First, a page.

Pastor Kaila Armbruster started her Ash Wednesday like never before — bundled up in the parking lot of Shepherd of the Valley Lutheran Church in Grand Junction.
To each car that drove up, she recited “remember that you are dust and to dust you will return,” then reached through the open window and drew an ashen cross on the driver’s forehead.
A long, purple stole hung around her neck, a symbol of repentance and forgiveness. Everyone was wearing a mask.
It was the start of Lent, pandemic-style.
Figuring out the safest and healthiest way to observe the Christian holy day “was something we really had to think about,” Armbruster said.
Her church settled on this drive-through experience, a big deal after not having any in-person services since last March.
“It is very, very different if we were all online, and we were all imposing our own ashes,” she said. “There is something missing in that.”
Instead, these services meant seeing some parishioners she hadn’t in nearly a year. A few months after that last time they were all sitting in church together, her son was born.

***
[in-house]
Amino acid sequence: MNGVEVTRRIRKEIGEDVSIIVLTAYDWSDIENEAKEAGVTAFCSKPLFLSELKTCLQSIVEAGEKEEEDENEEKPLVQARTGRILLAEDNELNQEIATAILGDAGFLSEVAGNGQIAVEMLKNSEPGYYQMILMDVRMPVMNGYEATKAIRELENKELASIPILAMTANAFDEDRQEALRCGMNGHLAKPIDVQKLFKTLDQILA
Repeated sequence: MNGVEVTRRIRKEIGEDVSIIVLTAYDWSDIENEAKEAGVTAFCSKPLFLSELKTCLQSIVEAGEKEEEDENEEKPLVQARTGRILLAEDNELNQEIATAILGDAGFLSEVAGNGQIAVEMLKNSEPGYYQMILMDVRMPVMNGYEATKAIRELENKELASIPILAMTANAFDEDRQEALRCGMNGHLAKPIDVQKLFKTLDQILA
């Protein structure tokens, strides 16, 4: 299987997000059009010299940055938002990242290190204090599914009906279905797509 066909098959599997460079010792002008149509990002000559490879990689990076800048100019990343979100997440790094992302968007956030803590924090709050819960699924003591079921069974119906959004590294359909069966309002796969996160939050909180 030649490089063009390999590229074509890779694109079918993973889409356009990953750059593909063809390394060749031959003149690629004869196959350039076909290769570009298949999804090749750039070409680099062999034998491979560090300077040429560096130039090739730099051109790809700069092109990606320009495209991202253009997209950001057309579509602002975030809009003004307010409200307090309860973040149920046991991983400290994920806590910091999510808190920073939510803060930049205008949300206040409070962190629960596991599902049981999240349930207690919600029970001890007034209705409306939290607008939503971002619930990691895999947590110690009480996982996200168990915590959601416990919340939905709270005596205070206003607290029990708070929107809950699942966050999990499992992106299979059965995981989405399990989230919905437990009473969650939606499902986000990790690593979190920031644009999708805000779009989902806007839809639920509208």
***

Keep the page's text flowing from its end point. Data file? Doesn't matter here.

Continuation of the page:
“I’m going to get teary-eyed,” Armbruster said, as her glasses fogged up and she dabbed her eyes, her voice starting to crack. “Most of the congregation hasn’t met him, and they’re extended family. So it’s definitely been really hard.”
Ash Wednesday was a chance to reconnect, and despite the cold, church members were full of gratitude.
“It’s not like we’ve done it before,” said Keith Miller, from behind his steering wheel, “but it’s — it helps.”
Miller, who does some work at the church, is one of the few who’s actually seen Armbruster’s young family within the last few weeks. It was nice, he said.
“It would be nice to see them way more often, of course,” he went on, “but that will probably be several more months.”
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There’s no telling when Shepherd of the Valley will resume in-person services, even though many churches in Mesa County have. There has also been a rash of church-related COVID-19 cases. Churches have become one of the county’s largest sources of outbreaks so far this year.
Armbruster understands how hard it is to balance safety with the need for people to be together.
“And to me, every church community is making the best decision with the information that they have at the time, that they feel for their congregation,” she said.
For her church, that means keeping Sunday services online — at least for now.
It also means making up little to-go Ash Wednesday kits for people who couldn’t come or didn’t feel comfortable at the drive-through service. And the pandemic could mean many other changes for Armbruster's congregation before they’re all together again, under one hallowed roof.
“It’s a time of creativity,” she said, with a knowing laugh.
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